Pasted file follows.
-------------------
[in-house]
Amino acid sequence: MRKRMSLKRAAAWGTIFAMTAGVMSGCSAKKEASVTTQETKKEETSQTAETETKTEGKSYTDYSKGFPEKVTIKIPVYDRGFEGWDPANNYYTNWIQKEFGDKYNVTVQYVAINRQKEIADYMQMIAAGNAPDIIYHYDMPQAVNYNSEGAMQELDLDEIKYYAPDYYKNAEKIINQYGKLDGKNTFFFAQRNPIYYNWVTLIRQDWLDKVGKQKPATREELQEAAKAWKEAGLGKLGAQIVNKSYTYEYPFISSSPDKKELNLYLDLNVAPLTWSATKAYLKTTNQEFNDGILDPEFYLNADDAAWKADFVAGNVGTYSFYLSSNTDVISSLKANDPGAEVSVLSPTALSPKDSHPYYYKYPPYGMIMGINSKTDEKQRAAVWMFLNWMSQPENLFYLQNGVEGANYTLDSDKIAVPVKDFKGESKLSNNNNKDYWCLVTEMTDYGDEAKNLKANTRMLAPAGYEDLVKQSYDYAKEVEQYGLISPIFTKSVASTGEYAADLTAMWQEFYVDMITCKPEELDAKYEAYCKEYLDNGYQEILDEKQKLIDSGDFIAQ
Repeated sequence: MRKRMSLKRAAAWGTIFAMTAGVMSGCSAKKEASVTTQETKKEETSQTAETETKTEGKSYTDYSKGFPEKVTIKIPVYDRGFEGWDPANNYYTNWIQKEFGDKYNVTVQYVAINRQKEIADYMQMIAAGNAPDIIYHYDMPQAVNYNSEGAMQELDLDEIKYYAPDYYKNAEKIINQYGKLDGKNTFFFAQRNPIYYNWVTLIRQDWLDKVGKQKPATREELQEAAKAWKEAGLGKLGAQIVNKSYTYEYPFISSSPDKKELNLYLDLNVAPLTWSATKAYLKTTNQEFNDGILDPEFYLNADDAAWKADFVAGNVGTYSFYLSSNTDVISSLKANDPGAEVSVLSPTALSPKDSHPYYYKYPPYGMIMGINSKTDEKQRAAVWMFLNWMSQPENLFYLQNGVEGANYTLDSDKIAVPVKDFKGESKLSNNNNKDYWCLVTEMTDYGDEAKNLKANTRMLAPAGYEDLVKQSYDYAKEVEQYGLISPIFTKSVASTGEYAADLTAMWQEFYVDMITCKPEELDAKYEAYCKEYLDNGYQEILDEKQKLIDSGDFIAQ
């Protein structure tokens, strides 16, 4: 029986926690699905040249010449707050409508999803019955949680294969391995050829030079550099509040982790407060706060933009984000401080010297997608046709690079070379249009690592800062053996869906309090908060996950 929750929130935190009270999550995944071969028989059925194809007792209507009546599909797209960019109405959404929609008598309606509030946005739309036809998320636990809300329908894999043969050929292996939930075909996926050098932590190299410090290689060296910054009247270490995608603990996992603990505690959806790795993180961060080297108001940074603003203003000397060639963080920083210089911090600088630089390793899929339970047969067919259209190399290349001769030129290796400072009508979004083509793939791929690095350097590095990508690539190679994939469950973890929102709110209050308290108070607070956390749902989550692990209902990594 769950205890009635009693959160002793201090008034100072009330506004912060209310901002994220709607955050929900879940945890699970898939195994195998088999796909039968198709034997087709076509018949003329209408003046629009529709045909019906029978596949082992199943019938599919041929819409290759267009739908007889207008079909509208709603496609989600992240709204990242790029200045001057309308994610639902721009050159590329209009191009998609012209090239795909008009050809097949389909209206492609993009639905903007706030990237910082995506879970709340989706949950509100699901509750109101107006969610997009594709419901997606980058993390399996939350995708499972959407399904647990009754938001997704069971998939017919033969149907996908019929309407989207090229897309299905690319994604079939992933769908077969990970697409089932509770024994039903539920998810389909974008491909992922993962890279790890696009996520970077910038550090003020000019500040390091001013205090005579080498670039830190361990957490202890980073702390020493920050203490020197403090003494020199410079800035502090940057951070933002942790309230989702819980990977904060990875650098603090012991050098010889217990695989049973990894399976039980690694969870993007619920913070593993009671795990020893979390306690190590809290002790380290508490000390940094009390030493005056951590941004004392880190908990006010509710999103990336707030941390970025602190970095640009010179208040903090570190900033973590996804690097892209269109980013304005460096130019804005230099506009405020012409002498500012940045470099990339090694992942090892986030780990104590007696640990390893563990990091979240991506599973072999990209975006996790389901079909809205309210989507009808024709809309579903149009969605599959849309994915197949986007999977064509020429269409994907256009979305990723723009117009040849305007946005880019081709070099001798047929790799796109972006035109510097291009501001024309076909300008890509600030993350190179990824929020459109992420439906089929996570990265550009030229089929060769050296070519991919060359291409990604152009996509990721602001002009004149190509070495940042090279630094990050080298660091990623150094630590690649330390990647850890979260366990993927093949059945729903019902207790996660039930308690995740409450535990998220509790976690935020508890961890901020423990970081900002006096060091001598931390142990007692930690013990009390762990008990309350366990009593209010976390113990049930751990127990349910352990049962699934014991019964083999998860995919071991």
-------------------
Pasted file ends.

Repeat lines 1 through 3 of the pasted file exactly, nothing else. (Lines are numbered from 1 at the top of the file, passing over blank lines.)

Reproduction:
[in-house]
Amino acid sequence: MRKRMSLKRAAAWGTIFAMTAGVMSGCSAKKEASVTTQETKKEETSQTAETETKTEGKSYTDYSKGFPEKVTIKIPVYDRGFEGWDPANNYYTNWIQKEFGDKYNVTVQYVAINRQKEIADYMQMIAAGNAPDIIYHYDMPQAVNYNSEGAMQELDLDEIKYYAPDYYKNAEKIINQYGKLDGKNTFFFAQRNPIYYNWVTLIRQDWLDKVGKQKPATREELQEAAKAWKEAGLGKLGAQIVNKSYTYEYPFISSSPDKKELNLYLDLNVAPLTWSATKAYLKTTNQEFNDGILDPEFYLNADDAAWKADFVAGNVGTYSFYLSSNTDVISSLKANDPGAEVSVLSPTALSPKDSHPYYYKYPPYGMIMGINSKTDEKQRAAVWMFLNWMSQPENLFYLQNGVEGANYTLDSDKIAVPVKDFKGESKLSNNNNKDYWCLVTEMTDYGDEAKNLKANTRMLAPAGYEDLVKQSYDYAKEVEQYGLISPIFTKSVASTGEYAADLTAMWQEFYVDMITCKPEELDAKYEAYCKEYLDNGYQEILDEKQKLIDSGDFIAQ
Repeated sequence: MRKRMSLKRAAAWGTIFAMTAGVMSGCSAKKEASVTTQETKKEETSQTAETETKTEGKSYTDYSKGFPEKVTIKIPVYDRGFEGWDPANNYYTNWIQKEFGDKYNVTVQYVAINRQKEIADYMQMIAAGNAPDIIYHYDMPQAVNYNSEGAMQELDLDEIKYYAPDYYKNAEKIINQYGKLDGKNTFFFAQRNPIYYNWVTLIRQDWLDKVGKQKPATREELQEAAKAWKEAGLGKLGAQIVNKSYTYEYPFISSSPDKKELNLYLDLNVAPLTWSATKAYLKTTNQEFNDGILDPEFYLNADDAAWKADFVAGNVGTYSFYLSSNTDVISSLKANDPGAEVSVLSPTALSPKDSHPYYYKYPPYGMIMGINSKTDEKQRAAVWMFLNWMSQPENLFYLQNGVEGANYTLDSDKIAVPVKDFKGESKLSNNNNKDYWCLVTEMTDYGDEAKNLKANTRMLAPAGYEDLVKQSYDYAKEVEQYGLISPIFTKSVASTGEYAADLTAMWQEFYVDMITCKPEELDAKYEAYCKEYLDNGYQEILDEKQKLIDSGDFIAQ